Question Video: Calculating the Resistance of an Inclined Plane on a Moving Body given Its Velocity after a Certain Time | Nagwa Question Video: Calculating the Resistance of an Inclined Plane on a Moving Body given Its Velocity after a Certain Time | Nagwa

# Question Video: Calculating the Resistance of an Inclined Plane on a Moving Body given Its Velocity after a Certain Time Mathematics • Third Year of Secondary School

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A car of mass π tons was initially at rest on a hill inclined at an angle π to the horizontal, where sin π = 1/2. After 100 seconds, its velocity was 21 m/s. Calculate the resistance per ton of the carβs mass. Take π = 9.8 m/sΒ².

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### Video Transcript

A car of mass π tons was initially at rest on a hill inclined at an angle π to the horizontal, where sine of π equals one-half. After 100 seconds, its velocity was 21 metres per second. Calculate the resistance per ton of the carβs mass. Take π to equal 9.8 metres per second squared.

We can call the elapsed time during which the car is speeding up 100 seconds π‘. And the speed it achieves after that time 21 metres per second weβll call π£ sub π. Weβre told that the sine of the angle of inclination of the hill on which the car rests is one-half. We want to calculate the resistance per ton of the carβs mass. Weβll call that value πΉ sub π over π.

Letβs begin our solution by drawing a sketch of this scenario. Weβre told that we begin with a car at rest on a hillside inclined at an angle π from the horizontal. At π‘ equals zero, the car is released and begins to slide downhill. After a time of 100 seconds, the car has achieved a particular speed 21 metres per second downhill. Knowing this about the carβs descent, we want to solve for the resistive force β weβve called it πΉ sub π β applied to the car per ton of its mass π.

To start on our solution, letβs draw in the forces that are acting on the car while it descends. First, there is the force of gravity acting down. Thatβs equal to the mass of the car times the acceleration due to gravity π, which weβre told to treat as exactly 9.8 metres per second squared. There is also a normal force pushing the car perpendicularly away from the plane of the hill. We call that πΉ sub π. And finally, there is a resistive force due to friction, which weβve called πΉ sub π, acting on the car and opposing its downward motion.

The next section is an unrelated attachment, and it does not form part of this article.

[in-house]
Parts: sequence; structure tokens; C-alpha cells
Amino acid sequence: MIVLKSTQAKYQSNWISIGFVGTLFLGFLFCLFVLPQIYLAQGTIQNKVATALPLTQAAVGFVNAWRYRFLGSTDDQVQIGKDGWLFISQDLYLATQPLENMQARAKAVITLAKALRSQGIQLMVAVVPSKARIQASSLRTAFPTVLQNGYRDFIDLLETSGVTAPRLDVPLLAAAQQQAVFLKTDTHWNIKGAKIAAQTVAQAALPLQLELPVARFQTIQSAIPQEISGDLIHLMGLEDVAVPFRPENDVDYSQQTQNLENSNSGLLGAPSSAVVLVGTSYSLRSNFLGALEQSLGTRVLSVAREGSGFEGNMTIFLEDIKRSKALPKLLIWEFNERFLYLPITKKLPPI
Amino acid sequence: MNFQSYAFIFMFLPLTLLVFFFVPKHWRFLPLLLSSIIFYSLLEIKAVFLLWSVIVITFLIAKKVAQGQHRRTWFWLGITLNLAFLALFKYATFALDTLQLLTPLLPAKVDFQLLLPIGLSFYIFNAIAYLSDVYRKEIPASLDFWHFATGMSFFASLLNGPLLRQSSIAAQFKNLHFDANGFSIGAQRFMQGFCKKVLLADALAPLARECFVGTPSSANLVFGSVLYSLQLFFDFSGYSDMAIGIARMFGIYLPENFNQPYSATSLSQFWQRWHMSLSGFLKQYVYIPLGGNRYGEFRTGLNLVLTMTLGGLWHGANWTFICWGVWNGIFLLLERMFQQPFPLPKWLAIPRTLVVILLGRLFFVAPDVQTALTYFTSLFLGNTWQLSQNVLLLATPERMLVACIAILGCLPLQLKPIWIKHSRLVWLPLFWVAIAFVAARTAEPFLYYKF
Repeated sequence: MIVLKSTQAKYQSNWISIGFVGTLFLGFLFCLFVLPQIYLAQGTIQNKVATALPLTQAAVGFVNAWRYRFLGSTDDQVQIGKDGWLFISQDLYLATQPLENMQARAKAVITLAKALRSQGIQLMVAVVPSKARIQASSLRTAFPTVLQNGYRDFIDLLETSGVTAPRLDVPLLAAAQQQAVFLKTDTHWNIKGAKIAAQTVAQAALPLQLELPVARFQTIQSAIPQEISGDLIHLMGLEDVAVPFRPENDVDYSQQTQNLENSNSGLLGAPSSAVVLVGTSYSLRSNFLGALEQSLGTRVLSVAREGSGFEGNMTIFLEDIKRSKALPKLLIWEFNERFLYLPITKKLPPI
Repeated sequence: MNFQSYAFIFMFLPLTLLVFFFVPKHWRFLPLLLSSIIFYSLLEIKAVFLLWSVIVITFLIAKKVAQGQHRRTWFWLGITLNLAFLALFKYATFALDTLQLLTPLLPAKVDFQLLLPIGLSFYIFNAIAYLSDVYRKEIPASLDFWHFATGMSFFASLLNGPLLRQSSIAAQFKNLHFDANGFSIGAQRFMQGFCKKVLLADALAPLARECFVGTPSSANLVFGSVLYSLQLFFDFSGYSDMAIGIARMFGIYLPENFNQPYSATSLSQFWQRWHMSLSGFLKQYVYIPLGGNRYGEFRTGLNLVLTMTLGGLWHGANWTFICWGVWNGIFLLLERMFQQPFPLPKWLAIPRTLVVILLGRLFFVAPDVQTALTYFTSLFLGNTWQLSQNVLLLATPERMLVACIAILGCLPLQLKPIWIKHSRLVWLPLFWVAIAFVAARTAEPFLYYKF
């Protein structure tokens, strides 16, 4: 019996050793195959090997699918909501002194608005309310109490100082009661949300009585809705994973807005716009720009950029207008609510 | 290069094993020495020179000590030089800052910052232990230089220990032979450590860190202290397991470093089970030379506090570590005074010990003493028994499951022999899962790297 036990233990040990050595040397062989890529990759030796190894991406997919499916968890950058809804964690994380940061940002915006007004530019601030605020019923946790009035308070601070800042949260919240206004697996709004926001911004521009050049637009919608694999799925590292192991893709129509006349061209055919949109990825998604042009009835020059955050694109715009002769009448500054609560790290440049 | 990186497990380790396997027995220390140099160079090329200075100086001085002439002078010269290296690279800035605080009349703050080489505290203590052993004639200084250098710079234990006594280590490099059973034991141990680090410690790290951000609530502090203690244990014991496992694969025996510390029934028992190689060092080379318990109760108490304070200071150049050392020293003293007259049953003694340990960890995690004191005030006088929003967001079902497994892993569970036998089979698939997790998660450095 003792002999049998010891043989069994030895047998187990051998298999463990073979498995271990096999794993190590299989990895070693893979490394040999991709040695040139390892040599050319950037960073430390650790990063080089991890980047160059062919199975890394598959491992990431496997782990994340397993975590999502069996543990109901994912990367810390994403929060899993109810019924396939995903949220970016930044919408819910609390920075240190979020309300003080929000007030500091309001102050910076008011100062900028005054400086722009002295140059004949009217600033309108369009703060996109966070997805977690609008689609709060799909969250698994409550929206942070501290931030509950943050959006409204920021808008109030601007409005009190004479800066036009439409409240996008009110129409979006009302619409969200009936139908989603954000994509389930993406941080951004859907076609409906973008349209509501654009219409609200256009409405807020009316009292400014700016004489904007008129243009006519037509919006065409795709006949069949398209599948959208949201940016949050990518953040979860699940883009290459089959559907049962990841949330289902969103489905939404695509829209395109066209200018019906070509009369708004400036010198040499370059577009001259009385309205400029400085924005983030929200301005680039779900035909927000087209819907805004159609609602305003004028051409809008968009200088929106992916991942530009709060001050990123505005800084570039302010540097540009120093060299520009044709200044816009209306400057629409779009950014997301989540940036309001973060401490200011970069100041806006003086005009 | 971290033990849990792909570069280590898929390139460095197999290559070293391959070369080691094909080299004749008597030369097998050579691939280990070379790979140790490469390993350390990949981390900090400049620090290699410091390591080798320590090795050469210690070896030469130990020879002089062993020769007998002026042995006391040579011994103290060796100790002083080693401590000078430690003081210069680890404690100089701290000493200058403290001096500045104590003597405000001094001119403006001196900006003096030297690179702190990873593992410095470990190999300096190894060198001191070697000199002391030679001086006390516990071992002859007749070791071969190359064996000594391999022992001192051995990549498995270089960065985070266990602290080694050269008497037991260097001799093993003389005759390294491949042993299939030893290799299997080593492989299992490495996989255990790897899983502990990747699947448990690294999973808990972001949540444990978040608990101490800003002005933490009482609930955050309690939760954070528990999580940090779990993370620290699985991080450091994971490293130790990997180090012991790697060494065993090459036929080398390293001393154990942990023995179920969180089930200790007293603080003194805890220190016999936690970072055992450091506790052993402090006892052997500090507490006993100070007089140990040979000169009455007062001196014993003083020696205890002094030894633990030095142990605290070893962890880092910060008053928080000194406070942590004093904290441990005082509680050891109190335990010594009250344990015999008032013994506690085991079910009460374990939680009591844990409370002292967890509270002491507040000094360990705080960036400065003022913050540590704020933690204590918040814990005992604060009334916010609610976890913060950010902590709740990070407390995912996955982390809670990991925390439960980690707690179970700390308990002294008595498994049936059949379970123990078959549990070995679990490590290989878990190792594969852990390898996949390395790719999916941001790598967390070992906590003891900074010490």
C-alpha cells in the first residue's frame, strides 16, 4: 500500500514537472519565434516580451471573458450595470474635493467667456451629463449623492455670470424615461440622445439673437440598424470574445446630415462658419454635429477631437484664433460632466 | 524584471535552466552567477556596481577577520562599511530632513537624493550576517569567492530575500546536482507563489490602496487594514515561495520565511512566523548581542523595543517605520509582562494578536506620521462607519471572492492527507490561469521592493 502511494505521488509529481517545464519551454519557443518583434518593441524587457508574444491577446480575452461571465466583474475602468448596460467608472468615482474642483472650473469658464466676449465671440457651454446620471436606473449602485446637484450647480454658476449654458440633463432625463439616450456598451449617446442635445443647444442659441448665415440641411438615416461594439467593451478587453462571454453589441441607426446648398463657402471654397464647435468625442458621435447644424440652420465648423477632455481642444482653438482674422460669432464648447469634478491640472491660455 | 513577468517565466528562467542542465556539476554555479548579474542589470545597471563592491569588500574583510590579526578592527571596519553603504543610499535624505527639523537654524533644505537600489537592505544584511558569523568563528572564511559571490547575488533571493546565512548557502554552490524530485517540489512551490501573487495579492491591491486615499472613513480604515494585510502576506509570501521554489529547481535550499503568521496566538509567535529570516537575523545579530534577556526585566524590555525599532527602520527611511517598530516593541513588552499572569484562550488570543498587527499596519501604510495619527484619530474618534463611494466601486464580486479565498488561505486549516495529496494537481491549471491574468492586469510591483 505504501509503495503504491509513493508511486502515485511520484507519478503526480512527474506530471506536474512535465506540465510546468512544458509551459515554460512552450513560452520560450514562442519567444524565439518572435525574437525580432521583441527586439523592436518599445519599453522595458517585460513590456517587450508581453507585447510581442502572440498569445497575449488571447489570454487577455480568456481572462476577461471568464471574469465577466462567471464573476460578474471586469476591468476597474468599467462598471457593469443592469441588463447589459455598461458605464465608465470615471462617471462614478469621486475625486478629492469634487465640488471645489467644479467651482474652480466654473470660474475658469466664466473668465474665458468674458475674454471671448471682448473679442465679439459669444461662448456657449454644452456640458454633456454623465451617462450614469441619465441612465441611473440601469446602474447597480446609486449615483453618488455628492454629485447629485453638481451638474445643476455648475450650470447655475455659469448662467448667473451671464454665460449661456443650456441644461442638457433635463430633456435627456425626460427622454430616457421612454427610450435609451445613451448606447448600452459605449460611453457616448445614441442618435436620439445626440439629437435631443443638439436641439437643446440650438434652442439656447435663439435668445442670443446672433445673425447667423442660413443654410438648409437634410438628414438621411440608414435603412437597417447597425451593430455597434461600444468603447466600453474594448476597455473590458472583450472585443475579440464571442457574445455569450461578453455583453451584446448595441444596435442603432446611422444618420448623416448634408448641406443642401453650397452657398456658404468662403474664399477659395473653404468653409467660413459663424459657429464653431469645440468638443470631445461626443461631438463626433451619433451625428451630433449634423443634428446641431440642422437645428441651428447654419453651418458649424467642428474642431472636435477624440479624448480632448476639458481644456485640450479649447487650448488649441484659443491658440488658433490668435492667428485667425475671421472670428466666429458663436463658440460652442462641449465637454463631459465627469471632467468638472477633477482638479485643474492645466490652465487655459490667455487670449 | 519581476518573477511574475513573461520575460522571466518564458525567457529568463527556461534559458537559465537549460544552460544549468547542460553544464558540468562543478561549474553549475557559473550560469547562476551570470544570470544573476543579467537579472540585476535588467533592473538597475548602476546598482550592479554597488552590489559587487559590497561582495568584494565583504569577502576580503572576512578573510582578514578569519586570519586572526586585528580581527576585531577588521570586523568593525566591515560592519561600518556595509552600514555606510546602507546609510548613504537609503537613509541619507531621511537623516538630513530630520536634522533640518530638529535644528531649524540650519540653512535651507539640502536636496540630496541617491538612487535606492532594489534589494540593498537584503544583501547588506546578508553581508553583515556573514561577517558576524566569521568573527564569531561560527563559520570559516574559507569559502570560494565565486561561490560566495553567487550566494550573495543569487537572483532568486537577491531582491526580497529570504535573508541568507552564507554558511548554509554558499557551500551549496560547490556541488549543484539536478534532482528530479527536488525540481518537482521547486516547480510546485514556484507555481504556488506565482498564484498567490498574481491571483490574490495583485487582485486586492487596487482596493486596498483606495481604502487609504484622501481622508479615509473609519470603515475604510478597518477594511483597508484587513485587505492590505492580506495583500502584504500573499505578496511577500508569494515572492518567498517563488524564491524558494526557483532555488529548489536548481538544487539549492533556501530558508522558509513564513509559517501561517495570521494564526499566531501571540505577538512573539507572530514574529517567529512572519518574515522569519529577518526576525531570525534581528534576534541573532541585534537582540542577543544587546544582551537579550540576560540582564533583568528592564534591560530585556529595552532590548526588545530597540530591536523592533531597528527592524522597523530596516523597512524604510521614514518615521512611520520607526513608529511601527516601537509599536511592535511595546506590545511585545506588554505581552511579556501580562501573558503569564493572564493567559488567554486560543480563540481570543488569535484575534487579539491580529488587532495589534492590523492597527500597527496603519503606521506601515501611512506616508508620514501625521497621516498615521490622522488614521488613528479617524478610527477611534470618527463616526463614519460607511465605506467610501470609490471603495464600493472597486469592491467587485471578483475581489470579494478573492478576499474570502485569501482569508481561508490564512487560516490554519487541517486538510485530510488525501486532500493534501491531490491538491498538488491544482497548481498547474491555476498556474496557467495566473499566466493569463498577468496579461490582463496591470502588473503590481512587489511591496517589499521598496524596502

To solve for that force per ton of the carβs mass, letβs begin by recalling Newtonβs second law of motion. The second law says that the net force acting on an object is equal to that objectβs mass multiplied by its acceleration. If we place a pair of coordinate axes on our diagram so that π₯ is acting up the hill and π¦ is positive perpendicularly to the plane, then we become able to apply the second law to both directions.

Letβs consider the forces in the π₯-direction. Two of our three forces in our diagram act along this axis πΉ sub π and a component of the weight force ππ. If we divide our weight force ππ into π¦- and π₯-components, then the right triangle formed has an angle of π in its upper corner. This means when we apply Newtonβs second law to forces in the π₯-direction, we can write πΉ sub π minus ππ times the sine of π is equal to π times π.

If we then divide both sides of our equation by the mass of the car π, that term cancels out of two of our three terms and we now have πΉ sub π over π in the far left, which is what we want to solve for. We can rearrange our equation. So it reads πΉ sub π over π is equal to π sine π plus π.

We know the gravitational acceleration π and we also know the sine of π. But what about the acceleration π? We can recall that acceleration is defined as a change in velocity over change in time. Weβre told that our car starts out from rest. So our initial velocity is zero and that it attains a final velocity π£ sub π of 21 metres per second. All this happens over the course of a time of 100 seconds.

So when we plug in π£ sub π and π‘, we see that π is negative 21 metres per second divided by 100 seconds or negative 0.21 metres per second squared. Weβre now ready to plug this value in for π. And we know π and the sine of π.

When we enter these values on our calculator, we find that πΉ sub π over π is equal to 4.69 newtons per ton. Thatβs the resistive force of the hill on the car per ton of the carβs mass.

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